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What is Blepharitis?

Closeup of an Eye With BlepharitisBlepharitis results from over activity of the oil glands in the eyelids surrounding our eyes. Allergy, dry eyes and eye make up may make the situation worse. Styes and chalazia are two conditions that stem from this same problem. Fair skinned, blue eyed people usually of northern European descent are most prone to the disease. Rosacea which is a form of adult onset acne on the cheeks and nose may be present as well. Keep in mind that in many cases it is not known why some people have blepharitis.

Problems that are associated with blepharitis include loose dandruff like flakes which are noted on the eyelashes, the eyelids sticking shut in the morning, and of course, irritation with red itchy eyes and eyelids, blurred vision, or a feeling that there is always something in the eye. In general, blepharitis is not the result of an infection, is not contagious and it can be controlled.

How is Blepharitis Treated?

There is no complete cure for blepharitis. Once you have had an episode of this, you will continue to have it off and on for the rest of your life. The irritation tends to be seasonal with Spring and Fall being the worst times. The key to treatment is control, so that the number of episodes you experience is minimized.

The first and by far the most important part of the treatment is to do regular eyelid cleansing to prevent oil buildup at the base of the eyelashes. This is done by taking a face cloth, wetting it with warm water mixed with baby shampoo or another mild soap (full strength). The eyelashes and eyelids are then gently cleansed for 20 or so seconds twice a day. It is important to use soap without perfume so that this lid hygiene process does not cause further irritation.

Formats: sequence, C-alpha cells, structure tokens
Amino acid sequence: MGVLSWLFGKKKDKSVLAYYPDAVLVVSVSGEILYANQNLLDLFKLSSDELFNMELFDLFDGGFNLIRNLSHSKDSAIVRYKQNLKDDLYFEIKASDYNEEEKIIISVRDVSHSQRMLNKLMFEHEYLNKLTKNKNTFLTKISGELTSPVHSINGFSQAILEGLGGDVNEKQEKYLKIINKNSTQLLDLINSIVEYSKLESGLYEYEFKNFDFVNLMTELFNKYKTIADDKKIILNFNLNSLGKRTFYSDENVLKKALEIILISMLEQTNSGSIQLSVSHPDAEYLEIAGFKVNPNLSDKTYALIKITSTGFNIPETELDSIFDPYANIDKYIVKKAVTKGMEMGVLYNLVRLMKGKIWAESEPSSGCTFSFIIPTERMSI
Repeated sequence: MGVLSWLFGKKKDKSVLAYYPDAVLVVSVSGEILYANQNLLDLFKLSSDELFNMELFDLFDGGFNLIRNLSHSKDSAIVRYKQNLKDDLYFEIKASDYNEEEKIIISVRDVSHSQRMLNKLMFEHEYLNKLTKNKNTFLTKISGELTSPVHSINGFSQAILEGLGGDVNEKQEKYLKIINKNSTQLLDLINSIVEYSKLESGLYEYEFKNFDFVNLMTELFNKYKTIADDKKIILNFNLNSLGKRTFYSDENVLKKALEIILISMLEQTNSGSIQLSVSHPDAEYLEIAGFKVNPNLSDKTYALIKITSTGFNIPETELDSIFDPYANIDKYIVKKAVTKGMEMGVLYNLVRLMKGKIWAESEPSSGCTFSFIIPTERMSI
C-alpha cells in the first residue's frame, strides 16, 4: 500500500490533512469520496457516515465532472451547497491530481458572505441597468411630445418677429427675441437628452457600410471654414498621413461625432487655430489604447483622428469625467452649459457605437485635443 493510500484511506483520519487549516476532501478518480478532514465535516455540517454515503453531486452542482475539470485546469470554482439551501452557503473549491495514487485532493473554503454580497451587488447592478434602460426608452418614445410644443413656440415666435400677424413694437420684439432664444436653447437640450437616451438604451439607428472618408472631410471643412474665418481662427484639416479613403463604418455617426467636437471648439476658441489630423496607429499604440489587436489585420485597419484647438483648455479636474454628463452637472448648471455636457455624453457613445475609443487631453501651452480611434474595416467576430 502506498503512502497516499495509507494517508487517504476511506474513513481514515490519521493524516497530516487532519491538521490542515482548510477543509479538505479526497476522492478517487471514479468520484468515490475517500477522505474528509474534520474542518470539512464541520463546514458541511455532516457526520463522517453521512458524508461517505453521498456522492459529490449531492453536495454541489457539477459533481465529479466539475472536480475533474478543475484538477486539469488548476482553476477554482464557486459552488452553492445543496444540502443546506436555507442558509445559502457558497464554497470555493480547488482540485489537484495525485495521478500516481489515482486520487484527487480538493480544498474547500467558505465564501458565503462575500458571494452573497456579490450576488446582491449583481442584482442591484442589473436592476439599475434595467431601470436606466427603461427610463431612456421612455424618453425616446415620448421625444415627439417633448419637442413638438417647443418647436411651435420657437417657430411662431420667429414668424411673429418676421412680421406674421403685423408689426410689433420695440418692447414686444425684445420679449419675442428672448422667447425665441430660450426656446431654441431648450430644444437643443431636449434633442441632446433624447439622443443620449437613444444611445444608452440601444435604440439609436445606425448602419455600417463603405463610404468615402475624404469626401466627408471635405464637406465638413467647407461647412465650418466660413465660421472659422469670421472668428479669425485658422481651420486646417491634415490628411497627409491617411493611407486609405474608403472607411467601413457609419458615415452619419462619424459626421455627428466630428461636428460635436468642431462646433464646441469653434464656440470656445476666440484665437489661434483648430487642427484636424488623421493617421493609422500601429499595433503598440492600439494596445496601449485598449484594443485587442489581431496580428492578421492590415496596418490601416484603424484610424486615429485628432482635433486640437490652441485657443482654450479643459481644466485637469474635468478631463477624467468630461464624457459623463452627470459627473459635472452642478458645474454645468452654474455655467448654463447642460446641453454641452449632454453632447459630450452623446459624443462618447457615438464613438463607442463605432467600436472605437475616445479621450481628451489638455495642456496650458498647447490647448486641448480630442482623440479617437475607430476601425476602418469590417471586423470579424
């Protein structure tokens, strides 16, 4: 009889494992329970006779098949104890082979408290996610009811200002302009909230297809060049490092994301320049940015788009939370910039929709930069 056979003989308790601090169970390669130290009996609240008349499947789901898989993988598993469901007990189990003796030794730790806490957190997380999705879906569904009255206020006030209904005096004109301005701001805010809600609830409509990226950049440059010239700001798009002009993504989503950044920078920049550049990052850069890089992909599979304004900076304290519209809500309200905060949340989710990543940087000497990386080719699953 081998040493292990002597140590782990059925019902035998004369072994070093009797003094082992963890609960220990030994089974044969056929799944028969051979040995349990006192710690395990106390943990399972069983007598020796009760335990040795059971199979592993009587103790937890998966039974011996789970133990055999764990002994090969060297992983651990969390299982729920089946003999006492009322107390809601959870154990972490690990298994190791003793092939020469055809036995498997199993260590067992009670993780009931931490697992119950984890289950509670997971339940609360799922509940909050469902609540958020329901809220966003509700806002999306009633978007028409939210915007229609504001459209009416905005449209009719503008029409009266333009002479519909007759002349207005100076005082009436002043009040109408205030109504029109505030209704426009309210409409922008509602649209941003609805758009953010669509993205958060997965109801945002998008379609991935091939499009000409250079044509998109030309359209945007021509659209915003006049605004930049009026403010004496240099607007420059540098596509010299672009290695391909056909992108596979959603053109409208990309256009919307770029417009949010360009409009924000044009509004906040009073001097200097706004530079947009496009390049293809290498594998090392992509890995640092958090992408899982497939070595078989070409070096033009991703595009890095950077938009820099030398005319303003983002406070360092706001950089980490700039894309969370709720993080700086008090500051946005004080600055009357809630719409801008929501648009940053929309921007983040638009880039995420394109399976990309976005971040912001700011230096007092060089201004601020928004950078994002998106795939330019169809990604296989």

An antibiotic ointment such as Polysporin can be applied at bedtime to the eyelids where the lashes come out. This may help with the problem by softening the oil deposits and reducing bacteria on the eyelids which can worsen the irritation. The ointment should be used when the irritation is particularly severe or persistent, but it does not substitute for eyelid cleansing which should be done on a regular basis. Treatment should continue for several weeks without interruption and then can be used intermittently as needed.

Flax seed oil taken by mouth once or twice daily has been shown to help control blepharitis and reduce the annoying symptoms. The omega 3 oils tend to thin out the oily secretions from the eyelids and allow the surface of the irritated eye to mend itself.

Can Blepharitis Permanently Affect my Vision?

Rarely, blepharitis can be more serious and could even result in permanent effects on your vision. Regular care for your eyes including follow-up visits as indicated are quite important. Remember that there is no magic cure for this annoying problem which is quite common. Control requires diligent work on your part on a regular basis.

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